Curious about how Time Machine snapshots can supposedly prevent the space occupied by deleted files from being recovered right away, Adam Engst ran some tests and came away more confused than when he started.
After hearing about Ventura upgrade problems from a reader, Adam Engst did some research to determine that you should try to have at least 37 GB free before upgrading to Ventura. And how you determine that 37 GB might matter.
Want to use the extra space on your APFS-formatted Time Machine drive to store non-backup files? Howard Oakley explains how you can make that possible by creating an APFS volume or an APFS container.
Howard Oakley of The Eclectic Light Company blog shows that Disk Utility in Monterey now lets you view and work with APFS snapshots.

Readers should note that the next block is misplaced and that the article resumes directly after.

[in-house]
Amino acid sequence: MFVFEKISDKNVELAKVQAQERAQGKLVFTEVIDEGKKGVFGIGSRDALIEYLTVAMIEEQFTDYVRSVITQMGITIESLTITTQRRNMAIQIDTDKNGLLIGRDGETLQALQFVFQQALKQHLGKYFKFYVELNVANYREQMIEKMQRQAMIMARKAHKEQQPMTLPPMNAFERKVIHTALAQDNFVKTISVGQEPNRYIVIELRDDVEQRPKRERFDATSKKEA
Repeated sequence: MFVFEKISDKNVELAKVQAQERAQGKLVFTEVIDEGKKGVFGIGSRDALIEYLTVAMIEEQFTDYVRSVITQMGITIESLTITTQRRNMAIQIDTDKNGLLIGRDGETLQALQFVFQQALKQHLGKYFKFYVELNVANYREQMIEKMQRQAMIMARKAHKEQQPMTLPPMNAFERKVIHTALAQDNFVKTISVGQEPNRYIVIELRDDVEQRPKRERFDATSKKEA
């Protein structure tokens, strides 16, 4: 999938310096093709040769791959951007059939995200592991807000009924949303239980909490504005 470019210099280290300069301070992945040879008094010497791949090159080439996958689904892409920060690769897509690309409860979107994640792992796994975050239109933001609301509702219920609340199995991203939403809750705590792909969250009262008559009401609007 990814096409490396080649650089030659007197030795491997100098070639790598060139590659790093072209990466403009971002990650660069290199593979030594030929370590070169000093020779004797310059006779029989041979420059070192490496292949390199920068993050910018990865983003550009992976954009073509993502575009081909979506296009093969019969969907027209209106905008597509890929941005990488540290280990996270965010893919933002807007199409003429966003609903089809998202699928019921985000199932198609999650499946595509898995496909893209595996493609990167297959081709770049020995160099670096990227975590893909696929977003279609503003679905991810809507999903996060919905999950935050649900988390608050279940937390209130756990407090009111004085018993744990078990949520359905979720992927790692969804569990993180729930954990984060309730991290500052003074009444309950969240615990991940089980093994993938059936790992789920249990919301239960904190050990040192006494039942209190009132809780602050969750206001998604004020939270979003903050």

macOS 11 Big Sur has thrown a cryptographically signed monkey wrench into the inner workings of backup apps that make bootable duplicates. There are now workarounds, and Apple promises to fix the necessary underlying tool, but Adam Engst suggests that we need to rethink the role bootable duplicates play in a modern backup strategy.
Regular Mac users don’t need to mess around with APFS snapshots, but if you’re a power user, Rich Trouton’s instructions for creating, managing, and using APFS snapshots could be invaluable.
macOS High Sierra switched to APFS (Apple File System) for Macs with solid-state storage, but what does it do? Jeff Carlson explains why Apple made the change, how APFS works, and what it can do for you.